Rams hear from L. A. task force

August 25, 1994|By T. J. Simers | T. J. Simers,Los Angeles Times

LOS ANGELES -- Owner Georgia Frontiere said yesterday she remains open to keeping her Los Angeles Rams in Anaheim but believes it no longer possible, especially if Orange County fails to build her a new stadium.

"It does come down to staying in business; I wouldn't dream of leaving if I could stay in business," Frontiere said on the day the "Save the Rams" task force made a formal pitch to team management.

"There is always hope, but unless something drastically changes I don't see how we can. You know when the bankers start saying this is it, you have to start listening to them."

Area officials and businessmen were given their hearing yesterday. In a two-hour meeting at the team's Los Angeles offices, Rams president John Shaw received a proposal from local representatives, including a remodeled Anaheim Stadium and a new practice facility.

Although the plan falls short of offering the new stadium the team covets, task force members nonetheless expressed optimism.

"I was happy not to get tossed out of the office," Orange County Supervisor William G. Steiner said.

Added Newport Beach sports agent Leigh Steinberg, the group's co-chairman: "I thought it was a productive meeting. They appeared interested and intrigued by some of the elements of the proposal. . . . They said they needed time to analyze it and they would get back to us in a couple weeks."

Shaw remained non-committal in assessing how the offer stacked up against lucrative proposals from cities such as Baltimore and St. Louis.

"We had a preliminary negotiating meeting during which the 'Save the Rams' organization made a financial proposal for keeping the Rams in Anaheim," Shaw said in a one-paragraph statement. "We are reviewing their proposal and anticipate other meetings with the 'Save the Rams' organization."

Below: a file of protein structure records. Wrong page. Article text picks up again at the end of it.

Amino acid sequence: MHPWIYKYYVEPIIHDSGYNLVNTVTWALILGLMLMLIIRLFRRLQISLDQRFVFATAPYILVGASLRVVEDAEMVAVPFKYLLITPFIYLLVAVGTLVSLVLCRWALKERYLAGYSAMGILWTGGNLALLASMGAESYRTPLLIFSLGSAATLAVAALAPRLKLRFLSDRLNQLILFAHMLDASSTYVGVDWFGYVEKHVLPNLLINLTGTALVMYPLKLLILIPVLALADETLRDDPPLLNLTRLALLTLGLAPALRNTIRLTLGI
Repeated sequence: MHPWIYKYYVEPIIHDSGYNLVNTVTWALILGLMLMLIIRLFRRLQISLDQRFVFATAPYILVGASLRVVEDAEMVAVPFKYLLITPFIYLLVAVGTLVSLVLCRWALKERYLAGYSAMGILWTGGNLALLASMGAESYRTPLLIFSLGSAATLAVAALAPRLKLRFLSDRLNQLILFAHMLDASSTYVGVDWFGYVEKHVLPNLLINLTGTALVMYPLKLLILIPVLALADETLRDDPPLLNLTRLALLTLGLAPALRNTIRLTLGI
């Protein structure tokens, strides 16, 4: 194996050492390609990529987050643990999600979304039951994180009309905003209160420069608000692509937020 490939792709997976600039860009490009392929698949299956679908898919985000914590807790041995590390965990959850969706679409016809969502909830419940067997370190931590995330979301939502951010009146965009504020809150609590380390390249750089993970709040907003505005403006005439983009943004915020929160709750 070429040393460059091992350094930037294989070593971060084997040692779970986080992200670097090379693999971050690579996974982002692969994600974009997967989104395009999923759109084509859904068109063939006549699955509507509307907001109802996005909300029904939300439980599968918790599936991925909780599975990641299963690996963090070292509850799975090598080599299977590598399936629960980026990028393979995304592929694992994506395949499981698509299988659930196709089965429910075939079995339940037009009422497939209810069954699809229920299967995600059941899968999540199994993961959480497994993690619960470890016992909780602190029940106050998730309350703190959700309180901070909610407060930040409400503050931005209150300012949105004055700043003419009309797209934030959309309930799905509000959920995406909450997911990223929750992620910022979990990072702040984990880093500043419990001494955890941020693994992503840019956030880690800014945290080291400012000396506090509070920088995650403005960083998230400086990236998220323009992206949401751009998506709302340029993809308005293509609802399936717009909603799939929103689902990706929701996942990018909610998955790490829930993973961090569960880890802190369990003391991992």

The Rams, who have suffered more than a 35 percent drop in season-ticket sales while substantially boosting their payroll with free-agent acquisitions, have projected a $6 million loss this season. Frontiere earlier empowered Shaw to explore the possibility of moving the team in time to play elsewhere next year.

She reacted cautiously to "Save the Rams' " efforts to prevent that from happening.

"I don't know how real any of these things are, but certainly they have the right intentions," said Frontiere, who did not attend yesterday's meeting. "I think as long as negotiations are open, again, where there's light, there's hope. I mean we're exploring all the options.

"The fact is we have a wonderful country that allows us to go where we can make a living."

But Frontiere said any proposal that is intended to keep the team here will probably have to include a new stadium. And she said she might be willing to accept a minority partner to get one built.

St. Louis continues to be plagued by an internal dispute regarding its stadium lease. In Baltimore, Peter Angelos, managing partner of the Baltimore Orioles, expressed an interest in buying a minority interest in the Rams. But those negotiations broke off when Angelos insisted upon majority ownership at some point in time.

Frontiere insists she will not part with the team she has run since her husband, Carroll Rosenbloom, drowned in 1979.

"That's the trouble," Frontiere said. "From Day One when Carroll died, people have been trying to buy my team. I'm not going to sell a majority interest in the team, no, no, a thousand times, no."

But she said she will consider selling a minority interest to facilitate a move to another city.

"I would want a partner that I could get along with and work with," she said. "Right now, I really don't have any idea where we're going."

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